|Appears in Collections:||Faculty of Health Sciences and Sport Journal Articles|
|Peer Review Status:||Refereed|
|Title:||A mixed methods feasibility study of nicotine-assisted smoking reduction programmes delivered by community pharmacists - The RedPharm study|
Williams, Rachel H
|Citation:||Farley A, Tearne S, Taskila T, Williams RH, MacAskill S, Etter J & Aveyard P (2017) A mixed methods feasibility study of nicotine-assisted smoking reduction programmes delivered by community pharmacists - The RedPharm study, BMC Public Health, 17 (1), Art. No.: 210.|
|Abstract:||Background Pivotal trials have established that, among people who have no immediate intention to quit smoking, nicotine replacement therapy (NRT) helps people reduce and eventually stop smoking. The prime aim of this trial was to investigate the feasibility of implementing such a programme in community pharmacies. In addition, we investigated the effectiveness of providing behavioural support compared with self-help methods and of shorter compared with standard length reduction programmes. Methods Pharmacists were trained to deliver a smoking reduction programme and opportunistically invite people to participate in the programme. In a 2 × 2 factorial design, eligible volunteers were randomised to either receive in-person behavioural support or a self-help booklet. In both cases, participants were supported to set targets to reduce their smoking and use behavioural techniques to assist reduction. In addition, participants were randomised to cut down and stop over 4weeks or over 16weeks, but in either case continue NRT for up to nine months. We assessed uptake and adherence to the programme and smoking cessation four weeks and six months after a quit day and reduction in the three months following programme end and incorporated a qualitative processes assessment. Results Only 68 of the planned 160 smokers could be recruited. Pharmacists were deterred by the bureaucracy of trial enrolment and that many smokers did not return for further support. Pharmacists sometimes subverted the randomisation or provided support to participants in the self-help arm. Smokers stayed in the programme for an average of 6weeks rather than the 9months envisaged. Rates of follow-up declined to around 20% of participants by 12months. There was insufficient evidence to assess whether support or speed of reduction enhanced cessation or reduction but cessation and reduction were less common overall than in the pivotal trials for licensing NRT for this indication. Conclusions This programme of smoking reduction and the trial design to assess its effectiveness proved unpopular to potential participants and pharmacists. As a result, the trial produced no evidence on the effectiveness of behavioural support or speed or smoking reduction. A trial of this programme in this context is unfeasible.|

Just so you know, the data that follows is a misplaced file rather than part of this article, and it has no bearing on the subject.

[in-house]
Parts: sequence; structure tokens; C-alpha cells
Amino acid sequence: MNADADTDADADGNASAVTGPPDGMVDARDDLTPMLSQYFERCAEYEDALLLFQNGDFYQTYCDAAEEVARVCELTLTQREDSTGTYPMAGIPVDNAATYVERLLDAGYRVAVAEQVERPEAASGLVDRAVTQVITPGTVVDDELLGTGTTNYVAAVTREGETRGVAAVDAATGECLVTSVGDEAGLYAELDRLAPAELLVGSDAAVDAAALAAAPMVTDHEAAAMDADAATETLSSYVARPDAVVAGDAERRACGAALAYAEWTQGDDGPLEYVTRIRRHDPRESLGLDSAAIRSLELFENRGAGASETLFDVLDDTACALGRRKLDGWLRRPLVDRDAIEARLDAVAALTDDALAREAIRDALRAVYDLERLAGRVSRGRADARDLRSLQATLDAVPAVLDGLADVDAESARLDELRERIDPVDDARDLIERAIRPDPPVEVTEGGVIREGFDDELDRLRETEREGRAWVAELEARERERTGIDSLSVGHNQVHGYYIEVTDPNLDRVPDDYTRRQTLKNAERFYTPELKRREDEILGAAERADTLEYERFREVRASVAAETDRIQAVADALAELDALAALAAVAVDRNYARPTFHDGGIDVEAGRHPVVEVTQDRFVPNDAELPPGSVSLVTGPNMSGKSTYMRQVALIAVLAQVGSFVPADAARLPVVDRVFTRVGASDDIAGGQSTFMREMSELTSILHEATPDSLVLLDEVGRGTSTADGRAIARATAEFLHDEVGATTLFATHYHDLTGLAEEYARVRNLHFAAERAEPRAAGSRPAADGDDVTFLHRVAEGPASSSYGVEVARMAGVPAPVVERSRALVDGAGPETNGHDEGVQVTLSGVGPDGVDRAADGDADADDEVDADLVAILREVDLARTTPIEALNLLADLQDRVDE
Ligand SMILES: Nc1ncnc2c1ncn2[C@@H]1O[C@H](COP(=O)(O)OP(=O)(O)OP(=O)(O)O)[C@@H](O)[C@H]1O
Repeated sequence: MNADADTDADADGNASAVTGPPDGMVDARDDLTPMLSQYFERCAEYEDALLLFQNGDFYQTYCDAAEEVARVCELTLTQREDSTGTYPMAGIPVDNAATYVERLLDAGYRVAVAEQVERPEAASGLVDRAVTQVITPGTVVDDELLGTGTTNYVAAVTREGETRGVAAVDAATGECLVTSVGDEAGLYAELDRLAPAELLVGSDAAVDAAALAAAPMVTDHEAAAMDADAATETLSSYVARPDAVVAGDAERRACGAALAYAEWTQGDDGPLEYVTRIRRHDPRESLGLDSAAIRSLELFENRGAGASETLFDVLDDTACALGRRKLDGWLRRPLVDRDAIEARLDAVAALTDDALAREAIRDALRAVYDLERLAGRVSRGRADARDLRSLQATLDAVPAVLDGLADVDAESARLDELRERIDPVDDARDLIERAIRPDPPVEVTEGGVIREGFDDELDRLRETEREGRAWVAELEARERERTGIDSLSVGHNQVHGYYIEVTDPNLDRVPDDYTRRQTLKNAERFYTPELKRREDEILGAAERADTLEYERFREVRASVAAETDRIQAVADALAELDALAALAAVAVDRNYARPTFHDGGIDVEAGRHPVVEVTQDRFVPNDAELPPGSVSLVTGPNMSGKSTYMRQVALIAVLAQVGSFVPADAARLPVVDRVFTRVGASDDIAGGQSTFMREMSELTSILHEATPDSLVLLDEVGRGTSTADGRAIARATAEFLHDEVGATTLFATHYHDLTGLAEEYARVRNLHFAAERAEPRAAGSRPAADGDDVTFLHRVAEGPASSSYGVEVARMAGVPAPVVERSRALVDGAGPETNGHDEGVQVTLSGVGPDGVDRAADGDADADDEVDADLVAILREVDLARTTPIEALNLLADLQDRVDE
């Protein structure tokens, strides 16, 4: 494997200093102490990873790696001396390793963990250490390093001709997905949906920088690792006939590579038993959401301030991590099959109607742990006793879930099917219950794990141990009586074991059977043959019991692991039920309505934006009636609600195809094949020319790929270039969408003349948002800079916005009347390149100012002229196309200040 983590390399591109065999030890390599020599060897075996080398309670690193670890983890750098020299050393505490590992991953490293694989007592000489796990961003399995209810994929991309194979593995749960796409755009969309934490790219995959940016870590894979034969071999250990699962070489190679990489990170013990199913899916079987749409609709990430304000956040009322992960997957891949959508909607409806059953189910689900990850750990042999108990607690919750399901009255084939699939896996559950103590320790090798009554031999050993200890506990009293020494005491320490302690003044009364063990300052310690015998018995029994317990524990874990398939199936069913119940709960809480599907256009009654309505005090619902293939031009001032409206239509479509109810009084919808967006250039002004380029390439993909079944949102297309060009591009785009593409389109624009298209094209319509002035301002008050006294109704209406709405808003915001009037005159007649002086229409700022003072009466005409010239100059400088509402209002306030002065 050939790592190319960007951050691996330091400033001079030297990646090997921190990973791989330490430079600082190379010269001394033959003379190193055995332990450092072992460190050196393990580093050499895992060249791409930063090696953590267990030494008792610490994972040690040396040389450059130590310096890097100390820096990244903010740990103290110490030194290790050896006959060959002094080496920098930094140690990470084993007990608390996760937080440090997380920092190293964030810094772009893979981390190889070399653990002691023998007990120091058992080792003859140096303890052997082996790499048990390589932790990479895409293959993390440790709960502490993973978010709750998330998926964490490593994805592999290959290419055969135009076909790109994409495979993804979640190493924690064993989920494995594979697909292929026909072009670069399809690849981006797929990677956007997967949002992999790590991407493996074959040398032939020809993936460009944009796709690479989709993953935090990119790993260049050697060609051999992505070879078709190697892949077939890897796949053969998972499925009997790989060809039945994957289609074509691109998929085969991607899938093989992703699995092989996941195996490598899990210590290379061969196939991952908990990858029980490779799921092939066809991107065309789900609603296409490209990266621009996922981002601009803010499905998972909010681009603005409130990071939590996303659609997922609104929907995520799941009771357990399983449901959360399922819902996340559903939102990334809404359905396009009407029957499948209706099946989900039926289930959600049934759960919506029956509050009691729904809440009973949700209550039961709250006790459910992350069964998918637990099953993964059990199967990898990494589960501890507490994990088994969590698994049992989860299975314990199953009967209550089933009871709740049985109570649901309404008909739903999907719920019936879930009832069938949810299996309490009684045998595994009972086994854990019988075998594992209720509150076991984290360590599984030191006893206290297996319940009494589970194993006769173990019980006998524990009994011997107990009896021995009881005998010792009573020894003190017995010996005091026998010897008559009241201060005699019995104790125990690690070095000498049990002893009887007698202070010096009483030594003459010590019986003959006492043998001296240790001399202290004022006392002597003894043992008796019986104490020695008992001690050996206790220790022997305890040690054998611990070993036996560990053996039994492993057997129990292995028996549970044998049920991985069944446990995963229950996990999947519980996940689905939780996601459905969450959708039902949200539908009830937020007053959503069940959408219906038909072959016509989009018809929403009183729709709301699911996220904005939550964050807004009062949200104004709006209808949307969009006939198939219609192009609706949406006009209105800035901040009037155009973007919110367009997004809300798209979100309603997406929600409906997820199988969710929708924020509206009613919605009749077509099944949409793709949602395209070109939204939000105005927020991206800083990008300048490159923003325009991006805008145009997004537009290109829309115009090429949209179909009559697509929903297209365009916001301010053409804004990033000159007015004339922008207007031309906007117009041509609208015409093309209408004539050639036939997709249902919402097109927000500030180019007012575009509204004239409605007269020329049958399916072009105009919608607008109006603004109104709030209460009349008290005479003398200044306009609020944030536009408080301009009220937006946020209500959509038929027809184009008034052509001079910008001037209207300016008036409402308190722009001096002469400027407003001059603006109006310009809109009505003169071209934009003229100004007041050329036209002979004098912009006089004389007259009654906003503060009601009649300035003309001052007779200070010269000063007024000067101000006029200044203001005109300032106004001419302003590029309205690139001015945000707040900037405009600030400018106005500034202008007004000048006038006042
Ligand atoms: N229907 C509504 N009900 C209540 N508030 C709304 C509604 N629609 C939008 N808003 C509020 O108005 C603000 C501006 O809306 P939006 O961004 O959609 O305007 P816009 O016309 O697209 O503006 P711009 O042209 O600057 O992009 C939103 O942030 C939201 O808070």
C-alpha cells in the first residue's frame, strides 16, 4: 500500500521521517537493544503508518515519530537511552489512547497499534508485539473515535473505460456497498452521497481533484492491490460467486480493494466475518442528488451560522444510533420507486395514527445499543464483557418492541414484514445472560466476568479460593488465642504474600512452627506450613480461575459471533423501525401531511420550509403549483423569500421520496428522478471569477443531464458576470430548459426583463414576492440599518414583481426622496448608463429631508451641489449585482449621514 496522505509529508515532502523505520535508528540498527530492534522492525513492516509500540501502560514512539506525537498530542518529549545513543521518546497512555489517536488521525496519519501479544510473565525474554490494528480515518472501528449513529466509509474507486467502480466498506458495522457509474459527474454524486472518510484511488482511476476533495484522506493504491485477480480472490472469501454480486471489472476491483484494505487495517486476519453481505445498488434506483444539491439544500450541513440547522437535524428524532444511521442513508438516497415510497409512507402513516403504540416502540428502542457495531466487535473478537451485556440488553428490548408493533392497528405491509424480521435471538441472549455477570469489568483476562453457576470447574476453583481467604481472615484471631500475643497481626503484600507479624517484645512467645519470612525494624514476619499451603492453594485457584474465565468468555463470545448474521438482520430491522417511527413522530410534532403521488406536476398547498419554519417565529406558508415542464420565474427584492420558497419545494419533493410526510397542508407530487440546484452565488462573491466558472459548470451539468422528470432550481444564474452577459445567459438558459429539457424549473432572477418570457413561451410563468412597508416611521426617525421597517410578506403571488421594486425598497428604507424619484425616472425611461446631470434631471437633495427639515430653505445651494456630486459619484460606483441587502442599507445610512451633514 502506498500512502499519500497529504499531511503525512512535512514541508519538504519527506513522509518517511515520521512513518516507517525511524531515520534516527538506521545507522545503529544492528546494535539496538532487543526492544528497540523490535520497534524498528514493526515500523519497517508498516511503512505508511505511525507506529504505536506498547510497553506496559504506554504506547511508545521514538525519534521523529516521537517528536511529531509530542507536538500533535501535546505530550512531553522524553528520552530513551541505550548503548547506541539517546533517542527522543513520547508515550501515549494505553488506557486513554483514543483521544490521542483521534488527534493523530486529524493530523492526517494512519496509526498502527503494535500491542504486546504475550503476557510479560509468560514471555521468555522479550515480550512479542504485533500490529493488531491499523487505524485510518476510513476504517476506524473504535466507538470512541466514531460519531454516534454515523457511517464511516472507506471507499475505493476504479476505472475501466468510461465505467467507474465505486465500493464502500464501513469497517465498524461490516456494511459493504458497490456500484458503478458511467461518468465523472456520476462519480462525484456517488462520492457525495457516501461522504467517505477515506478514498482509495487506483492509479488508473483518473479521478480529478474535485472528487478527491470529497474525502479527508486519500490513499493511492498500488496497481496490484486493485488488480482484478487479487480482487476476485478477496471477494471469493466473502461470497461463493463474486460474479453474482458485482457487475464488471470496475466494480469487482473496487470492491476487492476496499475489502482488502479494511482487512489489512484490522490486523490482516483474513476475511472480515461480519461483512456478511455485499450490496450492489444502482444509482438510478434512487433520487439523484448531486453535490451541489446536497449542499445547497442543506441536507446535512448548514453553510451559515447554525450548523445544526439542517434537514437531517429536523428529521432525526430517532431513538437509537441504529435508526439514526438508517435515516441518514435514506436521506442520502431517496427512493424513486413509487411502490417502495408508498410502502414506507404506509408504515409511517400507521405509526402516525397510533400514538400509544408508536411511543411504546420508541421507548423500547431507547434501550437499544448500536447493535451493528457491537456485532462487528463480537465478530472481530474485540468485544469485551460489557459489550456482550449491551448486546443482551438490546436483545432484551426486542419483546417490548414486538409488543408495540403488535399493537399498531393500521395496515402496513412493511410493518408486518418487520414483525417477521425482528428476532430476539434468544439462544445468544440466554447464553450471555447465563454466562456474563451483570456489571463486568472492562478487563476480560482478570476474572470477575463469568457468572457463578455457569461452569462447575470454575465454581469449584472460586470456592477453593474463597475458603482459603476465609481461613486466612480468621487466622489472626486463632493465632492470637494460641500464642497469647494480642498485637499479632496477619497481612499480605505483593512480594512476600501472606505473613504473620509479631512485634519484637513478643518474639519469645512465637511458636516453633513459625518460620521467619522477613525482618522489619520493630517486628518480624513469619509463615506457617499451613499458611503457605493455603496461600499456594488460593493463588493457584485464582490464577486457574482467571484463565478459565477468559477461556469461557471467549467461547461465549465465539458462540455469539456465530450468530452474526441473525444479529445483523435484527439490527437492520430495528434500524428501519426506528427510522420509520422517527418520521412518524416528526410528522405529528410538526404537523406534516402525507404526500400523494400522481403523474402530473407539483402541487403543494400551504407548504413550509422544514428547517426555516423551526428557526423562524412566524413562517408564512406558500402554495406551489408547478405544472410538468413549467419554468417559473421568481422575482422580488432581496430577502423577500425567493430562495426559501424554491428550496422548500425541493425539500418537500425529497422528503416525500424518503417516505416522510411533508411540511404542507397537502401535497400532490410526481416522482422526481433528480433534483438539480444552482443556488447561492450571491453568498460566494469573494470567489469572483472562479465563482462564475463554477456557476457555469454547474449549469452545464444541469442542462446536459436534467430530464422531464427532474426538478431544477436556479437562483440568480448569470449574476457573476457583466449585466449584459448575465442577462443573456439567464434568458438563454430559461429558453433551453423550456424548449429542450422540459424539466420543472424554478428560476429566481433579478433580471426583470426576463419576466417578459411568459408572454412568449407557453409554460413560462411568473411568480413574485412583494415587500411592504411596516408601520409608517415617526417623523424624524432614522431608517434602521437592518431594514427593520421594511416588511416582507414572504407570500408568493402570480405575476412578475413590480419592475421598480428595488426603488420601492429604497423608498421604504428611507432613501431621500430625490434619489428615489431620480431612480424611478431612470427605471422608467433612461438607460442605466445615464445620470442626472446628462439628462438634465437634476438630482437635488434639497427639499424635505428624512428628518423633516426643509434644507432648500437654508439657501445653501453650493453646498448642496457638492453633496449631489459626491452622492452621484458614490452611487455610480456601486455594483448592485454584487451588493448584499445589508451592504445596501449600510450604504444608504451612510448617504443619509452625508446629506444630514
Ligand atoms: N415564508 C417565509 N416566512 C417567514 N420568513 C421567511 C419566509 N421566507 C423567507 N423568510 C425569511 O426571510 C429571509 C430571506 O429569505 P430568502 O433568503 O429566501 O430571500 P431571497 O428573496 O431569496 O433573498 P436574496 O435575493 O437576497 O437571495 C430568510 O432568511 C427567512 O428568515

|Rights:||© The Author(s). 2017 This article is distributed under the terms of the Creative Commons Attribution 4.0 International License (http://creativecommons.org/licenses/by/4.0/), which permits unrestricted use, distribution, and reproduction in any medium, provided you give appropriate credit to the original author(s) and the source, provide a link to the Creative Commons license, and indicate if changes were made. The Creative Commons Public Domain Dedication waiver (http://creativecommons.org/publicdomain/zero/1.0/) applies to the data made available in this article, unless otherwise stated.|
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